This week we leave behind Zika-mania and yellow fever mosquitoes and celebrate Valentine’s Day, a day named in honor of a third century Italian saint commemorated throughout centuries by exchanging notes of love, gifts of flowers and candy, and affection. Several amorous characters take center stage in this Bug of the Week. Whether it’s a horny male Hercules beetle out for a romp on a stump, wheel bugs enjoying an intimate dinner of fall webworm, teenage cicadas celebrating a day in the sun after seventeen years underground, or dogbane leaf beetles getting their fill of heart-stopping poisons, love always seems to be in the air in the bug world.
Long before Disney coined the term “Love Bug” for a rambunctious Volkswagen beetle, denizens of Florida and the Gulf states knew another kind of lovebug. The Floridian lovebug is a small fly with a red thorax and black body and wings. The name “lovebug” derives from the fact that these small flies are often found intimately entangled. Many of the insects depicted in this episode linger long with their mates after copulation. Post copulatory guarding behavior by the male helps ensure that his sperm will be the ones which fertilize his mate’s eggs. In the world of insects, often the last mating before eggs are laid is the one that counts. Lovebugs belong to a family called the Bibionidae. As larvae, bibionids eat decaying plant material and are important decomposers. After completing development in the soil, they pupate and emerge as adults. Adult flies do not bite or sting, but vast numbers emerging in spring and again in fall are a real nuisance to residents in the southern states. In addition to entering homes and bumbling about in the garden, lovebugs splatter windshields of cars and trucks creating hazardous driving conditions. They become so numerous that they can clog radiators of cars, causing them to overheat. One way to avoid these lovers is to drive in the late afternoon or evening when lovebugs are less likely to take wing.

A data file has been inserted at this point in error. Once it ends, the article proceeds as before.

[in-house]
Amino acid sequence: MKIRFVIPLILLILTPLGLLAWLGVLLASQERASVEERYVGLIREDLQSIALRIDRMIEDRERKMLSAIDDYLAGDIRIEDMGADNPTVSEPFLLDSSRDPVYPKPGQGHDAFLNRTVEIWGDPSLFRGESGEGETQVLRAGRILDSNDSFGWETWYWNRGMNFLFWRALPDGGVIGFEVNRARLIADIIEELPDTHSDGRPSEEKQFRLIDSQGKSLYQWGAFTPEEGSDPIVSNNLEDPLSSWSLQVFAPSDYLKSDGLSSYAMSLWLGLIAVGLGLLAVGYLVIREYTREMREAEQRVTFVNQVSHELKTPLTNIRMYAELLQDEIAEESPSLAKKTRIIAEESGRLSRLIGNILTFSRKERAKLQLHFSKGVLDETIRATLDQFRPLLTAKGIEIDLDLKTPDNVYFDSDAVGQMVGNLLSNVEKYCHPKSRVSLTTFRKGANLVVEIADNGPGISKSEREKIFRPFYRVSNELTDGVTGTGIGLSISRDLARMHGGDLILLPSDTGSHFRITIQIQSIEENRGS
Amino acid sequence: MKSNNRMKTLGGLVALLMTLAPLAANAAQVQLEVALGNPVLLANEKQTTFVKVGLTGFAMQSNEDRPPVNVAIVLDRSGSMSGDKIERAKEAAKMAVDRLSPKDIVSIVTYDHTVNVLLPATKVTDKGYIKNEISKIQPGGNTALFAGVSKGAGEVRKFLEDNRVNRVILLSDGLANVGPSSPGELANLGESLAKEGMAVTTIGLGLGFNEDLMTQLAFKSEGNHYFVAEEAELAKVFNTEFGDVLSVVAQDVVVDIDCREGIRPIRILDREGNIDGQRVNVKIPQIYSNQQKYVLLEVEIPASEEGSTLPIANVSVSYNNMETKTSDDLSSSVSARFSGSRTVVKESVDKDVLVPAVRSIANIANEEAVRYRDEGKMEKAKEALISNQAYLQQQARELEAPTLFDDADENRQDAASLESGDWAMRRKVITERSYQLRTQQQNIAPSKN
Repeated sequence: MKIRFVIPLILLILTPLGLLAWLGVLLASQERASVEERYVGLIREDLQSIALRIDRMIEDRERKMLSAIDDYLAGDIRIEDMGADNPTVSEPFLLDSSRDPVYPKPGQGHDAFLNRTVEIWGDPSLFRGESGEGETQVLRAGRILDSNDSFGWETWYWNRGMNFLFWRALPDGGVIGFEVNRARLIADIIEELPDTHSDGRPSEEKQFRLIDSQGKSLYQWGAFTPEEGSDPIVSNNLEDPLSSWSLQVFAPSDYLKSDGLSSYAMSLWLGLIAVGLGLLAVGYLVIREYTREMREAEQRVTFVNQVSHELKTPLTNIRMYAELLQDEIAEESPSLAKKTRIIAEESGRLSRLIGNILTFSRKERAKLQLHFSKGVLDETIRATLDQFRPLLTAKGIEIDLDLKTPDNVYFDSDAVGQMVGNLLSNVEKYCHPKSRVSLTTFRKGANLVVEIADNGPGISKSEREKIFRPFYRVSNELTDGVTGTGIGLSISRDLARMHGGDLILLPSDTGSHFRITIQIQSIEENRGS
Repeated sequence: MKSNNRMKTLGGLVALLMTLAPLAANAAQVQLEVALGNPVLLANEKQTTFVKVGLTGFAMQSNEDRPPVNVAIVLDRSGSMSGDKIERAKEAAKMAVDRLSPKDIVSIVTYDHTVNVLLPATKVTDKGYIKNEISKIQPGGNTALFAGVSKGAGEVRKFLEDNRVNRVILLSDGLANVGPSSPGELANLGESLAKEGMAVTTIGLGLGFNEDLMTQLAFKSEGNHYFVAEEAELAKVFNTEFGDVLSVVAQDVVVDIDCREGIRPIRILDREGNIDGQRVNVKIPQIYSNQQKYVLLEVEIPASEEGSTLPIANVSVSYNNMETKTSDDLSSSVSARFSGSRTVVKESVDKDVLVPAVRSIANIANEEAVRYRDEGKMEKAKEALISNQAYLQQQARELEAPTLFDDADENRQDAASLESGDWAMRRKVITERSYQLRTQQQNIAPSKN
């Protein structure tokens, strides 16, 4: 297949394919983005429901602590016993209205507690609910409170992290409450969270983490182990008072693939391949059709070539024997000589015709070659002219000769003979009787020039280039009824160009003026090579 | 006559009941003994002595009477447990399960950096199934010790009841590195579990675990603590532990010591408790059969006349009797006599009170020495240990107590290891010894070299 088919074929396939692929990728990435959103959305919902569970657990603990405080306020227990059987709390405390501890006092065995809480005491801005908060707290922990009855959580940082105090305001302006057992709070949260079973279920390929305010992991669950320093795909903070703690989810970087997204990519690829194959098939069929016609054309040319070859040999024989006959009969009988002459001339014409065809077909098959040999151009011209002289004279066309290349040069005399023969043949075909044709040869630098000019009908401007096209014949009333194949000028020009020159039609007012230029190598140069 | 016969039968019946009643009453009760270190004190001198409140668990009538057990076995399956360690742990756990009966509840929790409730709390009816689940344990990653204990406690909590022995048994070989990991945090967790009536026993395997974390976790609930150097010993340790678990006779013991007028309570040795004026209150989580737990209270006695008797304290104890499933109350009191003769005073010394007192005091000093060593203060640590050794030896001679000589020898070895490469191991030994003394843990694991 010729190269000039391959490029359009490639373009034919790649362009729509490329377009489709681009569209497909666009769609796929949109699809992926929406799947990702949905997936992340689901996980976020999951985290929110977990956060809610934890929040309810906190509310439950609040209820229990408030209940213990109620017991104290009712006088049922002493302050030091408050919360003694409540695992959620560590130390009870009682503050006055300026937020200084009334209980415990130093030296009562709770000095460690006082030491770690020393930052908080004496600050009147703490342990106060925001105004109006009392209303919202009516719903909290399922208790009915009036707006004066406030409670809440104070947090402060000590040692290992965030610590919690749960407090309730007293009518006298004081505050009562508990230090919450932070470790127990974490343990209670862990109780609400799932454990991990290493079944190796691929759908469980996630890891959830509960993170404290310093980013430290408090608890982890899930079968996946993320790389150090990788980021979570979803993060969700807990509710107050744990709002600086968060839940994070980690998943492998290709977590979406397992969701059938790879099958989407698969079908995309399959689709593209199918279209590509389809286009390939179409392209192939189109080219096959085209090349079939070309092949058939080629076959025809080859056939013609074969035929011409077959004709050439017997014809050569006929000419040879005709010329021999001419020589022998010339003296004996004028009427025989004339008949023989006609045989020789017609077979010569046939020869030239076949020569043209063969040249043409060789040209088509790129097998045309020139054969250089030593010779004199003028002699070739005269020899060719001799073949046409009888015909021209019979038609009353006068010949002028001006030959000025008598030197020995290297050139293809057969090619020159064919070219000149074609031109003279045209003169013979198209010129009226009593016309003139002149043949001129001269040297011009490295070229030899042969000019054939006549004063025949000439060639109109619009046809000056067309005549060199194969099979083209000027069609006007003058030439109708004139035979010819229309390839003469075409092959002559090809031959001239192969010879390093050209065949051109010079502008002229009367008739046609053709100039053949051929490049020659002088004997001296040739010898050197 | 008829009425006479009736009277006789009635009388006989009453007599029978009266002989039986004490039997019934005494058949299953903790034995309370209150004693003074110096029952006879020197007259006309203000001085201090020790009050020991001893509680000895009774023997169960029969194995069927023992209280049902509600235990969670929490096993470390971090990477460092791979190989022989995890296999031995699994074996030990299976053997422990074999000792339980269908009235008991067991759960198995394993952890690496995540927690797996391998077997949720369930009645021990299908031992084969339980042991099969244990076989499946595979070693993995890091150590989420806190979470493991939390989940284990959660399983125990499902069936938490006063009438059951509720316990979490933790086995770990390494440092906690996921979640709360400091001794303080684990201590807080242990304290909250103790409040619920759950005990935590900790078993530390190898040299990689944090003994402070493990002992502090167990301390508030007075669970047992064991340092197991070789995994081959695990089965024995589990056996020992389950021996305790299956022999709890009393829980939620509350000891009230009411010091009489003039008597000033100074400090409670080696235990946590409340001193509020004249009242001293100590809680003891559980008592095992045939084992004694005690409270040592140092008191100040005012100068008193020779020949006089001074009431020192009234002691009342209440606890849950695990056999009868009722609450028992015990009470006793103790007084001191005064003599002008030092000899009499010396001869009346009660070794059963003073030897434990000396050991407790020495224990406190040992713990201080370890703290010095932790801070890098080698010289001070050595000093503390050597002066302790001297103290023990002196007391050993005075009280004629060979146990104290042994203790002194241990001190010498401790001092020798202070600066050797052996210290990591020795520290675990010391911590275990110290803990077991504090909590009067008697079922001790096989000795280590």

This demure teenage cicada seems a little camera shy while her mate reluctantly acquiesces to her whim to flee the camera.
Many would argue that kissing ranks right at the top when it comes to affection. However, the kiss of the kissing bug is, oh, so much more than that. Kissing bugs belong to a family of sucking insects called assassin bugs. Assassin bugs are predators and have long beaks which they use to attack and suck fluids from many other kinds of animals. Kissing bugs take the act of predation one step further. Their primary source of food is the blood of vertebrates, including mice, dogs, and humans. During the day, kissing bugs hide in crevices in plaster, cracks between boards, or in gaps of roofing thatch. At night, these little vampires leave their refuge and quietly creep to a bed to suck the blood from unsuspecting humans. While they may feed on any exposed part of the body, their preference is to indulge on the tender tissues of people’s faces, especially around the lips, hence the name ‘kissing’ bugs. In southern Texas, and in Central and South America, kissing bugs are common.
For most people the bite of the kissing bug may not be felt, or it may leave no more than a small red mark. But for those who are allergic to the saliva of kissing bugs, itchy welts, rashes, and swelling can occur. As with the introduction of any foreign protein into the body, anaphylactic reactions are a concern. A greater worry associated with kissing bugs is their ability to vector a nasty parasite called Trypanosoma cruzi that is the causal agent of a sometimes fatal disease called Chagas’ disease. The parasite is ingested by the kissing bug as it feeds on an infected animal. The parasite is carried in the gut of the kissing bug, which sometimes defecates on its victim’s skin as it feeds. The parasite then enters the human body through an open wound or mucous membrane. How disturbing! So, when traveling in areas of North, Central and South America, where kissing bugs are endemic always sleep inside your netting and remember: no kissing the kissing bugs, even if it is Valentine's Day!
Males of many insects like this dogbane beetle often guard their mates for several hours after mating to prevent interlopers from siring offspring.
Bug of the Week thanks Marcia Shofner for the inspiration for this episode. Herms’s Medical Entomology and the websites listed below were consulted for this episode. To learn more about Love bugs, kissing bugs, and Chagas’ disease, please visit the following web sites: